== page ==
Preservation. Sitka spruce
is resistant to preservative treatments under pressure, but
can be treated by a water diffusion process.
Sitka spruce is a strong and serviceable wood. It excels in
many characteristics, especially strength to weight, workability
and pulping characteristics. Lumber, pulpwood, sounding boards
for high quality pianos, guitar faces, ladders, components
for experimental light aircraft, oars, planking, masts and
spars for boats, and turbine blades. Sitka spruce slices well
and is suitable for veneering. A clean finish is obtained
in machining providing tools are sharp. It is an excellent
pulpwood with a long fiber and good density. Sitka spruce
is also perfectly acceptable as a structural wood. Stress
data are known, span tables are published, and applicable
grade rules are available.
Distribution. Sitka spruce
is the largest and most valuable tree species in Alaska. It
is native to the Pacific coast region from southern Alaska
(Kodiak Island and Cook Inlet), southeast through southeastern
Alaska, western British Columbia, western Washington, western
Oregon, and northwestern California.
The Tree. Sitka spruce
trees normally reach heights of 160 feet, with diameters of
5 feet. A record tree reached 216 feet tall, with a diameter
of 16.7 feet.
more detailed information, click here to review the publication,
Alaska's Spruce revised September 1979
The genus Picea is composed
of about 30 species native to North America  and
Eurasia . The word picea comes from the ancient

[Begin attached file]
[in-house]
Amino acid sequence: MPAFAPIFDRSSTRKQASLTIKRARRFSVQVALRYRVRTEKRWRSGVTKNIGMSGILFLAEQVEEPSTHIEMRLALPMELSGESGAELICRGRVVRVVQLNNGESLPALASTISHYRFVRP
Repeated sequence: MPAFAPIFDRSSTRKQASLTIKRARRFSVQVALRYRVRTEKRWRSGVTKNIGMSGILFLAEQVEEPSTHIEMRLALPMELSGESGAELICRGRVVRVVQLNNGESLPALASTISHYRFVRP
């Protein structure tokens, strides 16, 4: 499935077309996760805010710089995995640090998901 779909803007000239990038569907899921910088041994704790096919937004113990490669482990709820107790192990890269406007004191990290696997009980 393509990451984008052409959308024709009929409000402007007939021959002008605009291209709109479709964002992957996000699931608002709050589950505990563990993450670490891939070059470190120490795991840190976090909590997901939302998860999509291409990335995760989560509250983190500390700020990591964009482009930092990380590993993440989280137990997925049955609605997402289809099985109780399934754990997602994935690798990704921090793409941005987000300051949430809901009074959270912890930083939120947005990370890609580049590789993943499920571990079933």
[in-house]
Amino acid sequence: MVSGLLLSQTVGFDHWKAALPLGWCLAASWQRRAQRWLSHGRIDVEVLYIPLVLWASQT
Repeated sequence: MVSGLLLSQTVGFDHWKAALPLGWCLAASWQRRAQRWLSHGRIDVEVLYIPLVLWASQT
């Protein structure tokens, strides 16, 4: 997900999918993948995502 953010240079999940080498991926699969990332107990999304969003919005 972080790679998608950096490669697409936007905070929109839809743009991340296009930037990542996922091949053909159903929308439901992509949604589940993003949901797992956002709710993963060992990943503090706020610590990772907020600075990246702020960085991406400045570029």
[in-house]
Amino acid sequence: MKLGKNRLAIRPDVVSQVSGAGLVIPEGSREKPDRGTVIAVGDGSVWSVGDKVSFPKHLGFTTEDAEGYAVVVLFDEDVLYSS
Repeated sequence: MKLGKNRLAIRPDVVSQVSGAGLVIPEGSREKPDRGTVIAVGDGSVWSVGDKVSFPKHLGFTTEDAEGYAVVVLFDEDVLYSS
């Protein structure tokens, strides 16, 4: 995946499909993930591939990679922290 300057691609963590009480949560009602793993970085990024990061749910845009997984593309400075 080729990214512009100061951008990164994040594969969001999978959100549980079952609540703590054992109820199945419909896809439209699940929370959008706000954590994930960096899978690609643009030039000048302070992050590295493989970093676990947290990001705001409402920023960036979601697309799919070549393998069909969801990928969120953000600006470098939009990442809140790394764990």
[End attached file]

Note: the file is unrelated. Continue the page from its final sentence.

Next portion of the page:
Latin name (pix, picis = pitch) of a pitchy pine, probably
Scotch pine (Pinus sylvestris L.). The sitchensis
is for Sitka Island (now Baranof Island) in southeastern
General Wood Characteristics.
The sapwood of Sitka spruce is a creamy white to light yellow,
while the heartwood is pinkish-yellow to brown. The sapwood
may be 3-6 inches wide or even wider in young trees. Because
of the large size of the tree and its clear trunk, Sitka spruce
produces a large proportion of wood with a clear, uniform
texture and straight grain. It is moderately light in weight,
moderately low in bending and compressive strength, moderately
stiff, moderately soft, and moderately low in resistance to
shock. On the basis of weight, it rates high in strength properties
and can be obtained in clear, straight-grained pieces. It
is classified as good in ability to stay in place, easy to
work, very easy to glue, and takes paint and varnish well.
It takes nails without splitting and holds them moderately
well. It is a good serviceable construction wood but, like
all spruces, is low in resistance to decay. It has moderately
small shrinkage and is not difficult to kiln-dry. Thin panels
of Sitka spruce are highly resonant, making them desirable
for piano sounding boards and other instrument stock.
Sitka spruce can be easily worked when free of knots.
Durability. Sitka spruce
is rated as slightly or nonresistant to heartwood decay.